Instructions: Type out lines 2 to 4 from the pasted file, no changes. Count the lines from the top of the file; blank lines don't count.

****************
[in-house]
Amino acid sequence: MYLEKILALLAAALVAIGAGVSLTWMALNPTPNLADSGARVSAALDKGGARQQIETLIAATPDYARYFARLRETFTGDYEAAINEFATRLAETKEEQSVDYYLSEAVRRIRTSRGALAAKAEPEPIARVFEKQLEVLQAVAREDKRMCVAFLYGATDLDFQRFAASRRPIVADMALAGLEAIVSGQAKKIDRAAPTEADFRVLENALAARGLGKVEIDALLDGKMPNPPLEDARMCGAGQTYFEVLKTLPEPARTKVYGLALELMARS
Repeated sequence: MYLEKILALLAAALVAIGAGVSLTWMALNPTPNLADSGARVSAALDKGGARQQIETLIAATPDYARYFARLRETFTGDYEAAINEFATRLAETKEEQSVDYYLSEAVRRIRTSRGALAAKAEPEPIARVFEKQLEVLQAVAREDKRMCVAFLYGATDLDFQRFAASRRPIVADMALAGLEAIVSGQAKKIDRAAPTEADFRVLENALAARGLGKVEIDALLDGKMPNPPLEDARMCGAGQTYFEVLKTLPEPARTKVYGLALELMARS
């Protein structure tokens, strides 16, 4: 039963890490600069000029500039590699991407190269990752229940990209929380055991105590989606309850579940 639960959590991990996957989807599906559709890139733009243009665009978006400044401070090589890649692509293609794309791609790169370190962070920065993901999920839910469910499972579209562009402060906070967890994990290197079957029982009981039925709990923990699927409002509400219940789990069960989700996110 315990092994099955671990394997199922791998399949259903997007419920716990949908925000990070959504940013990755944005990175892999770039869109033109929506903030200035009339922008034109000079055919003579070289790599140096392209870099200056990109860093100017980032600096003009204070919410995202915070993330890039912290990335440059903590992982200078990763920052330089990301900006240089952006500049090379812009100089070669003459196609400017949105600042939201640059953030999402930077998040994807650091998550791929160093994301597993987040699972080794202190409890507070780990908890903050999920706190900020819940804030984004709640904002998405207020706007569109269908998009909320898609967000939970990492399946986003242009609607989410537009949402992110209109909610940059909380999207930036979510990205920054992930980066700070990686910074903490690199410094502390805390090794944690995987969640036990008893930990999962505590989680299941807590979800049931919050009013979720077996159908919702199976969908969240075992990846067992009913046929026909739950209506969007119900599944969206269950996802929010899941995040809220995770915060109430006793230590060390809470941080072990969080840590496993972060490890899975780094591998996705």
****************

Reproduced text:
Amino acid sequence: MYLEKILALLAAALVAIGAGVSLTWMALNPTPNLADSGARVSAALDKGGARQQIETLIAATPDYARYFARLRETFTGDYEAAINEFATRLAETKEEQSVDYYLSEAVRRIRTSRGALAAKAEPEPIARVFEKQLEVLQAVAREDKRMCVAFLYGATDLDFQRFAASRRPIVADMALAGLEAIVSGQAKKIDRAAPTEADFRVLENALAARGLGKVEIDALLDGKMPNPPLEDARMCGAGQTYFEVLKTLPEPARTKVYGLALELMARS
Repeated sequence: MYLEKILALLAAALVAIGAGVSLTWMALNPTPNLADSGARVSAALDKGGARQQIETLIAATPDYARYFARLRETFTGDYEAAINEFATRLAETKEEQSVDYYLSEAVRRIRTSRGALAAKAEPEPIARVFEKQLEVLQAVAREDKRMCVAFLYGATDLDFQRFAASRRPIVADMALAGLEAIVSGQAKKIDRAAPTEADFRVLENALAARGLGKVEIDALLDGKMPNPPLEDARMCGAGQTYFEVLKTLPEPARTKVYGLALELMARS
């Protein structure tokens, strides 16, 4: 039963890490600069000029500039590699991407190269990752229940990209929380055991105590989606309850579940 639960959590991990996957989807599906559709890139733009243009665009978006400044401070090589890649692509293609794309791609790169370190962070920065993901999920839910469910499972579209562009402060906070967890994990290197079957029982009981039925709990923990699927409002509400219940789990069960989700996110 315990092994099955671990394997199922791998399949259903997007419920716990949908925000990070959504940013990755944005990175892999770039869109033109929506903030200035009339922008034109000079055919003579070289790599140096392209870099200056990109860093100017980032600096003009204070919410995202915070993330890039912290990335440059903590992982200078990763920052330089990301900006240089952006500049090379812009100089070669003459196609400017949105600042939201640059953030999402930077998040994807650091998550791929160093994301597993987040699972080794202190409890507070780990908890903050999920706190900020819940804030984004709640904002998405207020706007569109269908998009909320898609967000939970990492399946986003242009609607989410537009949402992110209109909610940059909380999207930036979510990205920054992930980066700070990686910074903490690199410094502390805390090794944690995987969640036990008893930990999962505590989680299941807590979800049931919050009013979720077996159908919702199976969908969240075992990846067992009913046929026909739950209506969007119900599944969206269950996802929010899941995040809220995770915060109430006793230590060390809470941080072990969080840590496993972060490890899975780094591998996705």